Everyday love and holiness is God’s wish for couples in their marriages, Cardinal Vincent Nichols told more than 600 wives and husbands gathered for the annual Mass for Matrimony, at which they are invited to renew their wedding vows.
At the beginning of his homily at the Mass, at Westminster Cathedral, the cardinal asked the couples present to think about the advice they would give a pair of newly weds – be they the Duke and Duchess of Sussex, or any other couple who have recently made their vows.
He went on to talk about Pope Francis’s call to everyday holiness, detailing how the Pope “likes to contemplate the holiness present in the patience of God’s people” and how everyday holiness is ”found in…those who, living in our midst, remind us of God’s presence”. Cardinal Vincent emphasised that this patience and holiness should be the foundation of an individual’s relationship with others.
Any advice the couples at the service would want to give Meghan and Harry would, he said, be very similar to what God wanted for them in their marriages: the gift of everyday love and holiness. He suggested the 640 or so couples, all celebrating milestone anniversaries, and over half of those marriages of 40-plus years, should pray for God to “renew within them that initial dedication” and be joyful that “these promises of marriage endure and give shape to our lives”.
As well as renewing their marriage vows the couples received a special blessing from the cardinal, which was witnessed by the children of many of the couples present.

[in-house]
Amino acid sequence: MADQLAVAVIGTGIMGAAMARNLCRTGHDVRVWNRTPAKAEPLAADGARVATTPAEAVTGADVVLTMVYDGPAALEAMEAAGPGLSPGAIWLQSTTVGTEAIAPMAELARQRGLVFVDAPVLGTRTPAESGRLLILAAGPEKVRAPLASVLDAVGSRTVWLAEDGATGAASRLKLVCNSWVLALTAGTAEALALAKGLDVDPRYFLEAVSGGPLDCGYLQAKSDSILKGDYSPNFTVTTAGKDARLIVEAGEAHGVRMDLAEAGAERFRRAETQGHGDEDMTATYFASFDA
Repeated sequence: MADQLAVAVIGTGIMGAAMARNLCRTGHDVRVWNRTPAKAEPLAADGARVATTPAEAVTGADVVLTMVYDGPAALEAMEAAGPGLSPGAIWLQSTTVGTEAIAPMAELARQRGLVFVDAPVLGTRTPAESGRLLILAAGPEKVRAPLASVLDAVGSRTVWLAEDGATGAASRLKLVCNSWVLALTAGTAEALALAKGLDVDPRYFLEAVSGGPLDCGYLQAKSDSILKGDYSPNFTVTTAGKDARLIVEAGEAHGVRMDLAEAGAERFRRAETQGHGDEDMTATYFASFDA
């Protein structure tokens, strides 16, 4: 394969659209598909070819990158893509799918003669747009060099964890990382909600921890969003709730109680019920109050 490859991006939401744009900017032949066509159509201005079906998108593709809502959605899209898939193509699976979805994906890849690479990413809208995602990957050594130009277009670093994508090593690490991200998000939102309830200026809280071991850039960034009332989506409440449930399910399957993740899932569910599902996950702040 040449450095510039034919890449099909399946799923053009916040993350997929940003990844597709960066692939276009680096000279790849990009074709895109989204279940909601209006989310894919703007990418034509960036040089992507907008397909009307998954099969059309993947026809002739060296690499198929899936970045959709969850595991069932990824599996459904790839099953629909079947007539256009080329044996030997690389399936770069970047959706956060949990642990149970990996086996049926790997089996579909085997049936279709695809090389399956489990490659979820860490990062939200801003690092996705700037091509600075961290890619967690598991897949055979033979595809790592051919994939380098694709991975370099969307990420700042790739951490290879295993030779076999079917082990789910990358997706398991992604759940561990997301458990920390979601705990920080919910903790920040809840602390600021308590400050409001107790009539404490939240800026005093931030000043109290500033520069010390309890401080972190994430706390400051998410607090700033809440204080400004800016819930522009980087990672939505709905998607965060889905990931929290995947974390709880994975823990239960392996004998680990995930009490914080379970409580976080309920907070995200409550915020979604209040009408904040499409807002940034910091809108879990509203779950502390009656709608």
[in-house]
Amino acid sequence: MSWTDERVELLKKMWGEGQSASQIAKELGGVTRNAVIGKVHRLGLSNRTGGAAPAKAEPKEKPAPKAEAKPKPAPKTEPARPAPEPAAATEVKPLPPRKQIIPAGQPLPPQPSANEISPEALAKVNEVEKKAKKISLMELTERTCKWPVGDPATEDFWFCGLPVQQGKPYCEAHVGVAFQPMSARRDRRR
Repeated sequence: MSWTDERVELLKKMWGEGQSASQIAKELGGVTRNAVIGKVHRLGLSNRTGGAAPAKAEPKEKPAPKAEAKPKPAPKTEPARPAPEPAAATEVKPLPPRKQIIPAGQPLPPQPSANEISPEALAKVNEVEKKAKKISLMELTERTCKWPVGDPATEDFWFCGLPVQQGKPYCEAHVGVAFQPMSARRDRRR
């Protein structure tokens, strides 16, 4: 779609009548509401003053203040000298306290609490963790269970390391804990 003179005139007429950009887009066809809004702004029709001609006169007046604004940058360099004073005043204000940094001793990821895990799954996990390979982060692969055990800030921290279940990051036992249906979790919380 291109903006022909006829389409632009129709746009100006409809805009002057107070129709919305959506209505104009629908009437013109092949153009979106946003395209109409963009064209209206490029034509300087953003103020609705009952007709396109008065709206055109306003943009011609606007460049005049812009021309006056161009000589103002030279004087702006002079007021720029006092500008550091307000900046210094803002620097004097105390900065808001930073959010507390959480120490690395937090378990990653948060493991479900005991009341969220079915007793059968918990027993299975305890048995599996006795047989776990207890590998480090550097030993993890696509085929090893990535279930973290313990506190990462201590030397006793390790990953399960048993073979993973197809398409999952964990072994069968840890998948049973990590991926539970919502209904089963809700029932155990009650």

The fact that the event coincided with the Royal wedding gave the event an extra poignancy, especially given the starring role at the Windsor nuptials of US Episcopalian bishop Michael Curry, who gave a dramatic 13-minute sermon that included quotes from the French Jesuit writer Pierre Teilhard de Chardin, whom he called “one of the great minds, great spirits of the 20th century”.
He said the Catholic priest, who had been “a true mystic”, called the discovery and harnessing of fire one of the great technological discoveries of human history. Fire, he said, made cooking possible, made heating possible, made migration into colder climates possible.
Bishop Curry also quoted Martin Luther King, who had spoken of “the power of love, the redemptive power of love`’. That power should not be underestimated or even over-sentimentalised. Being loved and cared for, he said, felt right: and the reason it felt right was to do with the source – and the source was God himself.